A language thus has this curious and striking feature. It has no immediately perceptible entities. And yet one cannot doubt that they exist, or that the interplay of these units is what constitutes linguistic structure. That is undoubtedly a characteristic which distinguishes languages from all other semiological institutions.
Ferdinand de Saussure (Course in General Linguistics, 105)
After having investigated the physiological mechanisms of speech, Saussure turns to consider the nature of linguistic signs. In his analysis we find a clear formulation of the first principle of his “new” linguistics, namely that the sign is arbitrary.
At first glance this statement seems to suggest an argument for an evolutionary linguistics, but Saussure draws our attention to the fact that “this very same factor tends to protect a language from any attempt to change it.” (73) As a system of arbitrary signs, there is no rational basis for language; paradoxically this makes language itself “inaccessible” to reason.
There is no logical reason we should prefer “sister” over “hermana,” and thus no grounds for argument about change. The great number of signs necessary to constitute a language (and the complex character of the linguistic system itself) also contribute to the force of collective inertia resisting linguistic innovation:
“At any time a language belongs to all its users. It is a facility unreservedly available throughout a whole community… [it] is something in which everyone participates all the time, and that is why it is constantly open to the influence of all. This key fact is by itself sufficient explain why a linguistic revolution is impossible.” (74)
A community naturally exerts a restrictive, conservative influence upon a language. Nonetheless, the passage of time also allows linguistic signs to be changed with “some rapidity” — hence both variability (diachrony) and invariability (synchrony) are characteristic of the linguistic sign. These two characteristics are “intimately connected” — a sign is only subject to change because it “continues through time.”
Thus the principle of change is based upon the principle of continuity; infidelity to the past is always relative. A misunderstanding is possible here: the changes Saussure is speaking of always “result in a shift in the relationship between signal and signification.” (75) Many words no longer denote, or only indirectly, the original relationship between the idea and the sign — a new correlation between the phonic substance and the idea emerged and obscured, or even supplanted, the old correlations.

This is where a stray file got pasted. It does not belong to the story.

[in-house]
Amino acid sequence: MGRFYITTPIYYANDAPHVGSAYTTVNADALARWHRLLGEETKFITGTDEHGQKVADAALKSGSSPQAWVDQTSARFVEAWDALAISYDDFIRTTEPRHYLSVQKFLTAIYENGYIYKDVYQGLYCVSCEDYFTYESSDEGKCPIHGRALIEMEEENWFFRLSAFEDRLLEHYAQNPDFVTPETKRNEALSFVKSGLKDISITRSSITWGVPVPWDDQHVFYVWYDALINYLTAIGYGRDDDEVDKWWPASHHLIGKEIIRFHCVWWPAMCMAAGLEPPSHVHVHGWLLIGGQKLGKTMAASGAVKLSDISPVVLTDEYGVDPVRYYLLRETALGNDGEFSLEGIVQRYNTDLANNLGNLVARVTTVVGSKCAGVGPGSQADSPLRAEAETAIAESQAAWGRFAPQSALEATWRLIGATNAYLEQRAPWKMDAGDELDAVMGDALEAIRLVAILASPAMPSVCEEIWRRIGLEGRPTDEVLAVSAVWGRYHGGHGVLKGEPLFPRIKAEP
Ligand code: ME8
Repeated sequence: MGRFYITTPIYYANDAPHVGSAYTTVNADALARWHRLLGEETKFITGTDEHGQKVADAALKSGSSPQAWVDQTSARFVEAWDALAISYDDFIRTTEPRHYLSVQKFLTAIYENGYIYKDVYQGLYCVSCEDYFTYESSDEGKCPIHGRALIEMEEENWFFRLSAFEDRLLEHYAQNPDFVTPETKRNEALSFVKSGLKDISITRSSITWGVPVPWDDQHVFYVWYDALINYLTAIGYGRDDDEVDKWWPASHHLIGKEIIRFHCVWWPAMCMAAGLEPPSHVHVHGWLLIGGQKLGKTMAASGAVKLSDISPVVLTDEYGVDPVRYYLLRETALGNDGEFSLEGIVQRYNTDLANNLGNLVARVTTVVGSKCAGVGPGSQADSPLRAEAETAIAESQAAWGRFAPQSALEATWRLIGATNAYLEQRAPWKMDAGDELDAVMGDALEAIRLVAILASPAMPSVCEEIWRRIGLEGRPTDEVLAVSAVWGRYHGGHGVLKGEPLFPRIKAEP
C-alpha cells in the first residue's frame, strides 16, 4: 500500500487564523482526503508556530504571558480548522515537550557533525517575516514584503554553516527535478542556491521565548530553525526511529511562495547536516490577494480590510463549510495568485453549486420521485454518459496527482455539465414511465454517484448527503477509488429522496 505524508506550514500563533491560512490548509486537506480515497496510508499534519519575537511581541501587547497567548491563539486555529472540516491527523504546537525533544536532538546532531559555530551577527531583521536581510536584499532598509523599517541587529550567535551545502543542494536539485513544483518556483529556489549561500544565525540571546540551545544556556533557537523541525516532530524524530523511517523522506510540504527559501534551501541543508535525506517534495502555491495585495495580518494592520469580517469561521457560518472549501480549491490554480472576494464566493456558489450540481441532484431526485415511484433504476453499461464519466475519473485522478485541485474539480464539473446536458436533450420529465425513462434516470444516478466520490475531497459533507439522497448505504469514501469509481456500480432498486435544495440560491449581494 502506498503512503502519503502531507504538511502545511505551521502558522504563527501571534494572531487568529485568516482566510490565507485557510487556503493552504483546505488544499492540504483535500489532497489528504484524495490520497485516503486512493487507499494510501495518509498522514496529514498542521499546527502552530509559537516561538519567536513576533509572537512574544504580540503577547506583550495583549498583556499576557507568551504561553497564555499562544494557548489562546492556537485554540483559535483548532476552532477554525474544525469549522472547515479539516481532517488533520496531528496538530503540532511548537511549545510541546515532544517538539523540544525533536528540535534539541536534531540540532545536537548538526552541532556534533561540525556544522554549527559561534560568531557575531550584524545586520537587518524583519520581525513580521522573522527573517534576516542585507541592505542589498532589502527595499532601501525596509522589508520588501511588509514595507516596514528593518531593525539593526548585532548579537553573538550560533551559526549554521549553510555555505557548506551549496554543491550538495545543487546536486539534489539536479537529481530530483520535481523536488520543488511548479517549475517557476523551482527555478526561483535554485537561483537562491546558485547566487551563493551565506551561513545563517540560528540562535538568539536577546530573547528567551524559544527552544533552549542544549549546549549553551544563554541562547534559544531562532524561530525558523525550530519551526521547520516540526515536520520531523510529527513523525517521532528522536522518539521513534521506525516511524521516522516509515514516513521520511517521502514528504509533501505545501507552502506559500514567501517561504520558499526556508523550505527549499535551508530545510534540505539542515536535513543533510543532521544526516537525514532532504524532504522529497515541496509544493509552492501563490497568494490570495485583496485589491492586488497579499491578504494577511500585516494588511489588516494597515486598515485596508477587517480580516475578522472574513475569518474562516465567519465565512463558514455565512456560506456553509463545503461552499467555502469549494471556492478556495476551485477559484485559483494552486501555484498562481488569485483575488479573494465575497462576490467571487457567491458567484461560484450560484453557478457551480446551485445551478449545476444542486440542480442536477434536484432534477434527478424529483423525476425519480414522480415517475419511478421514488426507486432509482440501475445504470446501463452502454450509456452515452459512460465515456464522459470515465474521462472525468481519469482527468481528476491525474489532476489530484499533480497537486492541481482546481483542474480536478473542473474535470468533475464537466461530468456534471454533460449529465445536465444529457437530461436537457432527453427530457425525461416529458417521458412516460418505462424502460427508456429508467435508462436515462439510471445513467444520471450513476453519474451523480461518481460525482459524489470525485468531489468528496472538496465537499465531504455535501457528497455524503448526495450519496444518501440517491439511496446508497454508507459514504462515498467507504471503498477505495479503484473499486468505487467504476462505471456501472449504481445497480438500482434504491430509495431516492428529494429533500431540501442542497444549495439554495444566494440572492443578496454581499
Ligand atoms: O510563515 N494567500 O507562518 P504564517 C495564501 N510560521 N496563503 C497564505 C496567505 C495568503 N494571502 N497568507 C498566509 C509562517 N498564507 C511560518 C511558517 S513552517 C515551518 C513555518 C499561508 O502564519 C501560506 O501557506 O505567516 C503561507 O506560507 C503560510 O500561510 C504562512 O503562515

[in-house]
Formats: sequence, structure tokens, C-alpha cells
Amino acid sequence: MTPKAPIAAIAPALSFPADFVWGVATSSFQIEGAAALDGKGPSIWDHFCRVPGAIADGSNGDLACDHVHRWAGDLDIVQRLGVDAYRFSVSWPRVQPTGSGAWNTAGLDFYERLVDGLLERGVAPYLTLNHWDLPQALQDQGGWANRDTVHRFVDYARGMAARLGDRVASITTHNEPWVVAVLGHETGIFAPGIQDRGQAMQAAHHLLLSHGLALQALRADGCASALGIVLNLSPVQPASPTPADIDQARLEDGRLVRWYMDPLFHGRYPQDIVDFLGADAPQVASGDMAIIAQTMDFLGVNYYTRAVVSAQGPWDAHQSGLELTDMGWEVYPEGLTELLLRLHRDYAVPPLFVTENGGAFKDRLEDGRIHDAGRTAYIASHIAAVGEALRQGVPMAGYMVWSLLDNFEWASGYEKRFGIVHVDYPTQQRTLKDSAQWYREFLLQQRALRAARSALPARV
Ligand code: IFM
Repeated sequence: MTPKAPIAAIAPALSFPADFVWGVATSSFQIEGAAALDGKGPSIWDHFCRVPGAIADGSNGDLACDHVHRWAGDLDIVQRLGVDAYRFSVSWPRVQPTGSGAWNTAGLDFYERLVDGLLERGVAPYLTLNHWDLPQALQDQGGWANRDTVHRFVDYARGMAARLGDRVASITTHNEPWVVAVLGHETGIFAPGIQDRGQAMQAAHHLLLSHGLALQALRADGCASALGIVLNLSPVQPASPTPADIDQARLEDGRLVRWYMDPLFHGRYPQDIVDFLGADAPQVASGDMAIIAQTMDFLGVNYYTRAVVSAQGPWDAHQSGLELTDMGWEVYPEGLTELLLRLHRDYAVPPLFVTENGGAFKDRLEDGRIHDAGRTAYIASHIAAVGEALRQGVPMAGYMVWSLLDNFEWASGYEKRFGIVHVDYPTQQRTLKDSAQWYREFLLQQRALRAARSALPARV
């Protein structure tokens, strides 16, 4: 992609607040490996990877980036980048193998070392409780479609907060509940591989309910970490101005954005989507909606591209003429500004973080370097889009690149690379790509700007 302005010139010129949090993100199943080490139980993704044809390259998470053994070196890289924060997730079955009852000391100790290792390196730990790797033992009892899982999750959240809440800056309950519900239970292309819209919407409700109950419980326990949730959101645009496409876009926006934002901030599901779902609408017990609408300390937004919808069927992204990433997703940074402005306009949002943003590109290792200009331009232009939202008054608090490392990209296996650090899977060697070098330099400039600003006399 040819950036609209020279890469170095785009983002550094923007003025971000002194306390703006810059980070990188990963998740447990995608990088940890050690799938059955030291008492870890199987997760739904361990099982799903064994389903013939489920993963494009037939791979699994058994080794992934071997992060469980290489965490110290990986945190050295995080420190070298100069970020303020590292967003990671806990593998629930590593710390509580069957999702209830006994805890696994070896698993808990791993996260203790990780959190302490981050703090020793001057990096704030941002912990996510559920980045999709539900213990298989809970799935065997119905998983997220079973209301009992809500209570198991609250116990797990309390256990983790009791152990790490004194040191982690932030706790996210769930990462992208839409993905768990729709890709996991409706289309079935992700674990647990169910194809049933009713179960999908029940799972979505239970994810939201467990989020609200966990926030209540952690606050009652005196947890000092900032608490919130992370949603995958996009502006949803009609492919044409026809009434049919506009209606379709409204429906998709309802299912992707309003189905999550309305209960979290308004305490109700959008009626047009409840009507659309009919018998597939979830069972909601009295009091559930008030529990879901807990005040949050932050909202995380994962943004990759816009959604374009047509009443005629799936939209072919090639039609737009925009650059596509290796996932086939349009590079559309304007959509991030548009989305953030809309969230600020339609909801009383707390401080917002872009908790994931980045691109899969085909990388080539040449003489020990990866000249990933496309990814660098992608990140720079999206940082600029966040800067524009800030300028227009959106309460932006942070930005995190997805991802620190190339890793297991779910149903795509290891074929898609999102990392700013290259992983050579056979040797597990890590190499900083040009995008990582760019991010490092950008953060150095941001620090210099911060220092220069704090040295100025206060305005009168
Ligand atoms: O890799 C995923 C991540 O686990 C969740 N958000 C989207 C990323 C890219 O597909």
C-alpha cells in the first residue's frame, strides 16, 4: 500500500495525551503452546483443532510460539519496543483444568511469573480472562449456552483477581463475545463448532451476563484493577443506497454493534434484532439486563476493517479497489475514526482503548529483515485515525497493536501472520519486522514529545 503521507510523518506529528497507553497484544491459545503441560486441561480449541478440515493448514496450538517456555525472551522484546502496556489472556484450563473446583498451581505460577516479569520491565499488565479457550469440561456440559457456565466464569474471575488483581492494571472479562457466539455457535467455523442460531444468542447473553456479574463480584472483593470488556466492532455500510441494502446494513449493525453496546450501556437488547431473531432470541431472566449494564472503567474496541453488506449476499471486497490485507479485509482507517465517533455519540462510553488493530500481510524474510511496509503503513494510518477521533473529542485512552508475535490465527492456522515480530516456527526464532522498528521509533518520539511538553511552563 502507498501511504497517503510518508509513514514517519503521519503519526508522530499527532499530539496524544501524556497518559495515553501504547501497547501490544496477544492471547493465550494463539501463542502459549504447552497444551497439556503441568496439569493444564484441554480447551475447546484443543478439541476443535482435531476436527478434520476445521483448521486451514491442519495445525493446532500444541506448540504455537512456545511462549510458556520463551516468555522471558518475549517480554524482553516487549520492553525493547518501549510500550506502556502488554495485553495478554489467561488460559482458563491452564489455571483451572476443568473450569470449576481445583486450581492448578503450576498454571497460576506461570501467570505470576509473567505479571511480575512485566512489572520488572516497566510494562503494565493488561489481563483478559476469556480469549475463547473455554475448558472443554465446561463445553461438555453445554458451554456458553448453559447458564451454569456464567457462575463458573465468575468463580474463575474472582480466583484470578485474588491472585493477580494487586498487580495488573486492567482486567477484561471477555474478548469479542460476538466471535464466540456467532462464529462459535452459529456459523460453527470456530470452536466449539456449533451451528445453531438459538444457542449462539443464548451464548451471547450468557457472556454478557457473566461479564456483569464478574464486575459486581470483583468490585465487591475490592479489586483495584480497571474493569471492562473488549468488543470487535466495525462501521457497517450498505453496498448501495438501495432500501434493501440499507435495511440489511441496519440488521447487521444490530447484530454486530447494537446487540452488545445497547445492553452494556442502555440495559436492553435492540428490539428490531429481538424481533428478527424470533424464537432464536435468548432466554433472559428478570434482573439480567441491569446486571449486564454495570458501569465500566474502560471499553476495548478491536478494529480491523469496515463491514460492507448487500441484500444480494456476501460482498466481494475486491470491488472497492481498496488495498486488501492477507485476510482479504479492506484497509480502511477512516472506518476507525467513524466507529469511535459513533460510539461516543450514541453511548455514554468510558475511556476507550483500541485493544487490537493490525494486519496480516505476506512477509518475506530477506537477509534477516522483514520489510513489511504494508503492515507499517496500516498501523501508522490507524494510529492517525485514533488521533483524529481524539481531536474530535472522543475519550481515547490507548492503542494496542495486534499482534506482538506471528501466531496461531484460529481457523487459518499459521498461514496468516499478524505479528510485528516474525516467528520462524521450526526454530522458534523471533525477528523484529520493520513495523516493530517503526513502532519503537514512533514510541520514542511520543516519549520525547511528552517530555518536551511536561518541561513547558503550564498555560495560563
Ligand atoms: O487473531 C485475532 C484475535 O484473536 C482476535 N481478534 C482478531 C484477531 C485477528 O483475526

Unlike any other human institution, language is unbound, or unrestricted in its “choice of means”: “For there is nothing at all to prevent the association of any idea whatsoever with any sequence of sounds whatsoever.” (76) Language is a social institution, but we must go further than this and consider that the arbitrary character of linguistic signs reveals something peculiar to language.
What distinguishes language from all other institutions can be seen in the way a language evolves: “A language is situated socially and chronologically by reference to a certain community and a certain period of time… the fact that it signs are arbitrary implies theoretically a freedom to establish any connection whatsoever between sounds and ideas.” (76)
No known language — even a constructed language — is immune from evolution, from shifting, from inevitable change owing to the fact that language leads “a semiological life of its own.” (76) The transmission of language follows laws having nothing to do with those of deliberate manufacture; rather, the principle of general semiology is “the continuity of signs through time,” a principle Saussure believes confirmed by systems of writing, deaf languages, and so forth.
Closely related to this idea is his second general principle, the linear character of the signal. Auditory linguistic signs have a temporal aspect and two important temporal characteristics. First, they occupy temporal space, and second, this space is only measured in one dimension, that is, it is measured linearly. Saussure claims that the importance of this principle equals that of the first, as
“The whole mechanism of linguistic structure depends upon it. Unlike visual signals (e.g., ships’ flags) which can exploit more than one dimension simultaneously, auditory signals have available to them only the linearity of time. The elements of such signals are presented one after another: they form a chain. This feature appears immediately when they are represented in writing, and a spatial line of graphic signs is substituted for a succession of sounds in time.” (70)
But this is not always so clear to see: what about inflection, wherein a number of significant features appear to be presented simultaneously? Saussure contends this is simply an illusion, that the accentuation and the syllable really only constitute a single “act of phonation”: “There is no duality in this act, although there are various contrasts with what precedes and follows.” (70)
In a broader sense, then, linguistic change should not only be understood in terms of the evolution of the relation between a signal and its signification, but also in terms of the “evolution of the whole system.” (179) But such a comprehensive analysis of diachronic development runs quickly into the problem of the diachronic “unit” — that which in each event is the element directly “subject to change.” These units cannot be the same for both synchronic and diachronic analyses, and “[i]n any case, [the unit] will not be fully elucidated as long as it has not been studied from both static and evolutionary points of view.” (180) However, only the solution given through the diachronic unit can allow us the penetrate beneath the “superficial appearance of linguistic evolution,” permitting us to “grasp its essence.” (180)